God is concerned about all of His children, so He invites those who are willing to become members of His crew. “That’s us — the children of the covenant,” Brother Wilcox said. “The Lord said, ‘Thou art my servant, O Israel’” (1 Nephi 21:3).

Some might look around the cruise ship and see other people sitting in lounge chairs and partying late into the night and wonder why they can’t. They must remember who they are, Brother Wilcox said. “We are not ordinary passengers. We accepted the invitation to be members of the crew. We now have expectations passengers do not have.”

However, crew members get something other passengers do not: compensation for their work. “As we keep our covenants with God, there is nothing we could ever be asked to do in Christ’s Church for which we have not already been well compensated, for we have been given a birthright,” he said. “Think of it! Of all the people on the earth, God looks to us — the children of the covenant, His crew members — to help save the world.”

The BYU–Idaho Collegiate Singers and Sinfonietta perform during graduation exercises held in the BYU–I Center in Rexburg, Idaho, on April 6, 2023. | Mike Lewis, BYU–Idaho

Disciples of Jesus Christ

President Nelson explained that individuals are disciples of Jesus Christ because of their choice to follow Him each day, Brother Wilcox said.

He quoted the “For the Strength of Youth Guide” which reads: “Make Jesus Christ your standard, your rock-solid foundation. Build your life on His teachings, and measure your choices by them. The covenants you make at baptism, during the sacrament and in the temple are the building blocks of your firm foundation in Christ.”

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The purpose of Christ’s disciples is not just to follow, but to lead; not just to be guided, but to guide. Brother Wilcox continued, “As people have walked beside us, we must now walk beside others. As we have been taught, we must now teach others.”

Brother Wilcox reminded graduates of what Mufasa says to Simba in “The Lion King” — “You are more than what you have become . … Remember who you are.”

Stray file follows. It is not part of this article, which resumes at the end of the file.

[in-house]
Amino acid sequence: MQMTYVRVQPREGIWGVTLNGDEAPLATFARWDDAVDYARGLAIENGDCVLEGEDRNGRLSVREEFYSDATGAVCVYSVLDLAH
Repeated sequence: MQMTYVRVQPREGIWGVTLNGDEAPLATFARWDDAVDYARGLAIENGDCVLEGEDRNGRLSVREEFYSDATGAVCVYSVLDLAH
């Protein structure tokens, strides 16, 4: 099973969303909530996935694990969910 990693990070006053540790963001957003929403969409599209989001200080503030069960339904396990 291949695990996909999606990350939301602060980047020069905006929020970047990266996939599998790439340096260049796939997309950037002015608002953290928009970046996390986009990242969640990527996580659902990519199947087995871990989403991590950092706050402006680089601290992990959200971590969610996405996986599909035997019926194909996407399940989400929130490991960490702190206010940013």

“When you think back on your graduation, I hope it will remind you that you are a child of God — not merely His creation. You are a child of the covenant — a member of the crew and not merely a passenger. You are a disciple of Jesus Christ — not merely one who follows but one who leads,” Brother Wilcox said.

BYU–Idaho President Henry J. Eyring speaks during winter 2023 commencement exercises in the BYU–I Center in Rexburg, Idaho, on April 6, 2023. | Tanner Brown, BYU–Idaho


BYU–Idaho President Henry J. Eyring centered his remarks to graduates on the much-needed trait of persistence.

President Eyring utilized the example of Church President Heber J. Grant who, as a boy, was able to master throwing a baseball and improve his penmanship through persistent effort. President Grant would later lead the Church through the financial difficulties of the Great Depression.

“Persistence produces forward motion,” President Eyring said, “no matter the obstacles. You are prepared for a lifetime of persistence, destined to overcome the world and qualify for eternal life. May we persist in our righteous goals.”

The university awarded 2,439 bachelor’s degrees and 1,133 associate degrees to 3,116 students during Thursday’s graduation exercises. Of the graduates, 1,203 were online students, and 1,265 began their studies as BYU–Pathway Worldwide students.

BYU–Idaho graduates gather in the BYU–I Center for commencement in Rexburg, Idaho, on Thursday, April 6, 2023. | Mike Lewis, BYU–Idaho